By Drew AIles
By Taylor Boylston
By Bree Davies
By Emerald O'Brien
By Gina Tron
By Jon Solomon
By Drew Ailes
The spectacular pre-holiday sales success of Echoes isn't especially surprising. America is filled with people who greatly enjoyed taking drugs during the '60s, '70s and '80s but are no longer in a position to do so on even a semi-regular basis. For them, two discs of Floyd offer a safe, socially acceptable substitute -- and a convenient one, too, since it's being marketed via television commercials like a vintage K-Tel hits collection. Keep a phone close at hand tonight, because at some point you'll be able to order some silver polish, a crate full of dietary supplements, two or three Flowbees, and some tunes that'll remind you of the finest pot you ever smoked.
Music lovers who haven't memorized every volume of the Physicians' Desk Reference will also find much to like about Echoes. Rarities are, well, rare ("When the Tigers Run Free," from the movie soundtrack to The Wall, hardly qualifies in my book), but the art on the album's cover and inside the accompanying booklet is appropriately surreal, and the sound quality is unimpeachable. The band set the standards for studio recording -- so much so that it launched the (icky) career of its engineer, Alan Parsons, who twisted the dials for the era's favorite stereo-demonstration platter, 1973's Dark Side of the Moon. (Admit it -- you bought some speakers after a salesman played "Time" over them, didn't you?) Some of the non-chronological juxtapositions work pretty well, too; for example, the segue between "The Great Gig in the Sky" and "Set the Controls for the Heart of the Sun," from 1968's A Saucerful of Secrets, unexpectedly makes sense. And if there are far too many tracks from iffy projects such as The Final Cut, the last hurrah for bassist/vocalist Roger Waters, and A Momentary Lapse of Reason, the combo's first disc without him, at least the ones included are fairly tolerable. No one needs to hear three efforts from The Division Bell, another uninteresting post-Waters CD from 1994, but I didn't mind the presence of "Keep Talking" because of its cameo by physicist Stephen Hawking. His robo-voice would sound great on a Kraftwerk LP, don'tcha think?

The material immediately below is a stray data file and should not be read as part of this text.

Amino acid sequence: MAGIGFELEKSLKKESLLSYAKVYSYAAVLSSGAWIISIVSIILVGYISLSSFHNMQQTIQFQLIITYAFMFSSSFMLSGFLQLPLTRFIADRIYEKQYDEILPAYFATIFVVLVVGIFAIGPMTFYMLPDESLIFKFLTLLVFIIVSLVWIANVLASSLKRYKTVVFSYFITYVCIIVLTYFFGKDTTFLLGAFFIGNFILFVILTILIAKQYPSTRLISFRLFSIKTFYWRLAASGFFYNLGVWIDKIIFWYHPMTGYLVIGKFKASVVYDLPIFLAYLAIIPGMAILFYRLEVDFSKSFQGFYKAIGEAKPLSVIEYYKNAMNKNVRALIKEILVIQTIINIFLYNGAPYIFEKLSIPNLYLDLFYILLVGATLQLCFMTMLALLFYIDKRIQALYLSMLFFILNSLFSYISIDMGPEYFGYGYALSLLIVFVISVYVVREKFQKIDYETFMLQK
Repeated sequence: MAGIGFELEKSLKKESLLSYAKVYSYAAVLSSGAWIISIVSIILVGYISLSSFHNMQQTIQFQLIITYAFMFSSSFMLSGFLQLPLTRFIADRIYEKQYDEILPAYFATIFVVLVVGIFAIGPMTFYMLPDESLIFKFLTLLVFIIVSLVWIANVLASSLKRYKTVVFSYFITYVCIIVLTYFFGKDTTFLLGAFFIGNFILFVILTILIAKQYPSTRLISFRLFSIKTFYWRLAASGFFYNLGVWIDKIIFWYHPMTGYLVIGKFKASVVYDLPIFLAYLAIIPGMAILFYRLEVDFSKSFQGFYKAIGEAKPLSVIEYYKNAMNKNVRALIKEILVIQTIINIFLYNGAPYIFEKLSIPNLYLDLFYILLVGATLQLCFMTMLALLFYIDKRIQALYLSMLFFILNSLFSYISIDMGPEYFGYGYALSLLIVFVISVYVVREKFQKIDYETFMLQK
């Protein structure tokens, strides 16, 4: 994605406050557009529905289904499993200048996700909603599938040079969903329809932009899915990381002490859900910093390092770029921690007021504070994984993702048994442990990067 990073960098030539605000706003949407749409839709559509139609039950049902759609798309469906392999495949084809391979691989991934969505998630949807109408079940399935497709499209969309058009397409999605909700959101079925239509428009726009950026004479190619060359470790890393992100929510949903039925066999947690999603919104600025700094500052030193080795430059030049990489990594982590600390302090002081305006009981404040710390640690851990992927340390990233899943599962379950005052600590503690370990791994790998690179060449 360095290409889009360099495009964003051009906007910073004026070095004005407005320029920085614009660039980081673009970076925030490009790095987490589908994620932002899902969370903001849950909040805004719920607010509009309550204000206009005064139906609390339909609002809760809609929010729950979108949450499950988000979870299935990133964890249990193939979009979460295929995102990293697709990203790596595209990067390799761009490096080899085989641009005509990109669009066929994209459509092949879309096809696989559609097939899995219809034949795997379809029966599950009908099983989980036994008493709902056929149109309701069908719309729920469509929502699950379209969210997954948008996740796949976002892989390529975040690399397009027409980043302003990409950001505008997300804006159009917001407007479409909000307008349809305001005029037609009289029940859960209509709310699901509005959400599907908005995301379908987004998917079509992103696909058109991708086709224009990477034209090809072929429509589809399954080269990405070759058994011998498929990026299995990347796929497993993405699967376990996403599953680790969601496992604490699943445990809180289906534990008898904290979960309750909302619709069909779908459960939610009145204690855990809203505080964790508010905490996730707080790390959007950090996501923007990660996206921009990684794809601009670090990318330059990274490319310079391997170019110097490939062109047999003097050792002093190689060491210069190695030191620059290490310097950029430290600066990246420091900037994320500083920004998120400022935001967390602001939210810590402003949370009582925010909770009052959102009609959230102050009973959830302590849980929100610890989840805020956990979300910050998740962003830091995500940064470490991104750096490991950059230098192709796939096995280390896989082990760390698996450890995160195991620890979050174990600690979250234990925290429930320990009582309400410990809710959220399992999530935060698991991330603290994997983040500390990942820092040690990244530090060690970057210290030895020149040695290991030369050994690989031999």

Best of all, the package doesn't give short shrift to Syd Barrett, who led the group until hallucinogens converted his gray matter to the equivalent of tapioca pudding. Of the 26 songs on Echoes, five of them were penned by the Crazy Diamond -- "Astronomy Domine," which begins the proceedings, "Bike," which ends them, plus "See Emily Play," "Arnold Layne" and "Jugband Blues." The combination of spaciness, catchiness and charm these ditties emit implies strongly that Pink Floyd would have been a very different group had Barrett maintained a tighter grip on his sanity -- farther out, probably, and possibly warmer and friendlier as well.
These qualities come through beautifully on Wouldn't You Miss Me?, the latest reassembling of Barrett's slender post-Floyd output. There's only one previously unreleased offering, "Bob Dylan's Blues," a casual, strummy demo with ultra-simple lyrics ("I got soul and a good heart of gold/So I'll sing about war and the cold"). But "Octopus," "Here I Go," "Baby Lemonade" and other material from The Madcap Laughs, Barrett and the odds-and-sods compilation Opel retain their folkie allure. They suggest a fine artist forced to work entirely with crayons; although the palette is diminished, the lines are still lovely.
Of course, you can get high on Barrett's solo music, too -- but if you're not careful, you may never come back down.